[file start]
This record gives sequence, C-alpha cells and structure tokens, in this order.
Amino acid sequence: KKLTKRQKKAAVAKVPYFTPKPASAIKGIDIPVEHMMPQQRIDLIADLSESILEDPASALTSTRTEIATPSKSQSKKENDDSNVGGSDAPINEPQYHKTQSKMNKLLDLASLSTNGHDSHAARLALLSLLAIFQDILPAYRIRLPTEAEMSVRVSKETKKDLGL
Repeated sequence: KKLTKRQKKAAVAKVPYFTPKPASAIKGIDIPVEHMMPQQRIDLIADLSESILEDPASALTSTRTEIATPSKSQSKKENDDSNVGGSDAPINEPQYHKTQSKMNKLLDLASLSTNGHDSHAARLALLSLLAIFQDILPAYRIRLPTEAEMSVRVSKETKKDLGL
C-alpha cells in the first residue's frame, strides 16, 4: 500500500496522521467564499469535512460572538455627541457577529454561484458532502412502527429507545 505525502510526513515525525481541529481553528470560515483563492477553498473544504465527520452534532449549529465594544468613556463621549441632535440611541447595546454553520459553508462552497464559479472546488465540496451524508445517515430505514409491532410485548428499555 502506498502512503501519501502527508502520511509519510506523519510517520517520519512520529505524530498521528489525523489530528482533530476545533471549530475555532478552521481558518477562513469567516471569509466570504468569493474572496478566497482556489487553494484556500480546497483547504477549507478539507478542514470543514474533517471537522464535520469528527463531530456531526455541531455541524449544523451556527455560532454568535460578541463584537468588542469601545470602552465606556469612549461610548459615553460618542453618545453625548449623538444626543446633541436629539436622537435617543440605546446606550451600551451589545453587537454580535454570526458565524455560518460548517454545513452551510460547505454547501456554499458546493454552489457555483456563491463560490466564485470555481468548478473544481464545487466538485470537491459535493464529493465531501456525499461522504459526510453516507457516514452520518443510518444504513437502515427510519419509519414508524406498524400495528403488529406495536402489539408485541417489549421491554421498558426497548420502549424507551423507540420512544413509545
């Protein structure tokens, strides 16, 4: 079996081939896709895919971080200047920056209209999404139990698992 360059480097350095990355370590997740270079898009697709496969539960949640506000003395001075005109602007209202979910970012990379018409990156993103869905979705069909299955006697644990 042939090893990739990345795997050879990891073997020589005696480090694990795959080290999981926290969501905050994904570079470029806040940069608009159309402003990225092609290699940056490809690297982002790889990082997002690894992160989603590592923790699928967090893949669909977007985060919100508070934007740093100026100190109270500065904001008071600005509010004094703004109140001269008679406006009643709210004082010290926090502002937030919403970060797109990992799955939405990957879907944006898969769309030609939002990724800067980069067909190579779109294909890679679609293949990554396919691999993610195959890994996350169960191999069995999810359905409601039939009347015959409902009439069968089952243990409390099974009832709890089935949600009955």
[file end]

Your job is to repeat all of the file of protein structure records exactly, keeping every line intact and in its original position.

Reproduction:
This record gives sequence, C-alpha cells and structure tokens, in this order.
Amino acid sequence: KKLTKRQKKAAVAKVPYFTPKPASAIKGIDIPVEHMMPQQRIDLIADLSESILEDPASALTSTRTEIATPSKSQSKKENDDSNVGGSDAPINEPQYHKTQSKMNKLLDLASLSTNGHDSHAARLALLSLLAIFQDILPAYRIRLPTEAEMSVRVSKETKKDLGL
Repeated sequence: KKLTKRQKKAAVAKVPYFTPKPASAIKGIDIPVEHMMPQQRIDLIADLSESILEDPASALTSTRTEIATPSKSQSKKENDDSNVGGSDAPINEPQYHKTQSKMNKLLDLASLSTNGHDSHAARLALLSLLAIFQDILPAYRIRLPTEAEMSVRVSKETKKDLGL
C-alpha cells in the first residue's frame, strides 16, 4: 500500500496522521467564499469535512460572538455627541457577529454561484458532502412502527429507545 505525502510526513515525525481541529481553528470560515483563492477553498473544504465527520452534532449549529465594544468613556463621549441632535440611541447595546454553520459553508462552497464559479472546488465540496451524508445517515430505514409491532410485548428499555 502506498502512503501519501502527508502520511509519510506523519510517520517520519512520529505524530498521528489525523489530528482533530476545533471549530475555532478552521481558518477562513469567516471569509466570504468569493474572496478566497482556489487553494484556500480546497483547504477549507478539507478542514470543514474533517471537522464535520469528527463531530456531526455541531455541524449544523451556527455560532454568535460578541463584537468588542469601545470602552465606556469612549461610548459615553460618542453618545453625548449623538444626543446633541436629539436622537435617543440605546446606550451600551451589545453587537454580535454570526458565524455560518460548517454545513452551510460547505454547501456554499458546493454552489457555483456563491463560490466564485470555481468548478473544481464545487466538485470537491459535493464529493465531501456525499461522504459526510453516507457516514452520518443510518444504513437502515427510519419509519414508524406498524400495528403488529406495536402489539408485541417489549421491554421498558426497548420502549424507551423507540420512544413509545
């Protein structure tokens, strides 16, 4: 079996081939896709895919971080200047920056209209999404139990698992 360059480097350095990355370590997740270079898009697709496969539960949640506000003395001075005109602007209202979910970012990379018409990156993103869905979705069909299955006697644990 042939090893990739990345795997050879990891073997020589005696480090694990795959080290999981926290969501905050994904570079470029806040940069608009159309402003990225092609290699940056490809690297982002790889990082997002690894992160989603590592923790699928967090893949669909977007985060919100508070934007740093100026100190109270500065904001008071600005509010004094703004109140001269008679406006009643709210004082010290926090502002937030919403970060797109990992799955939405990957879907944006898969769309030609939002990724800067980069067909190579779109294909890679679609293949990554396919691999993610195959890994996350169960191999069995999810359905409601039939009347015959409902009439069968089952243990409390099974009832709890089935949600009955």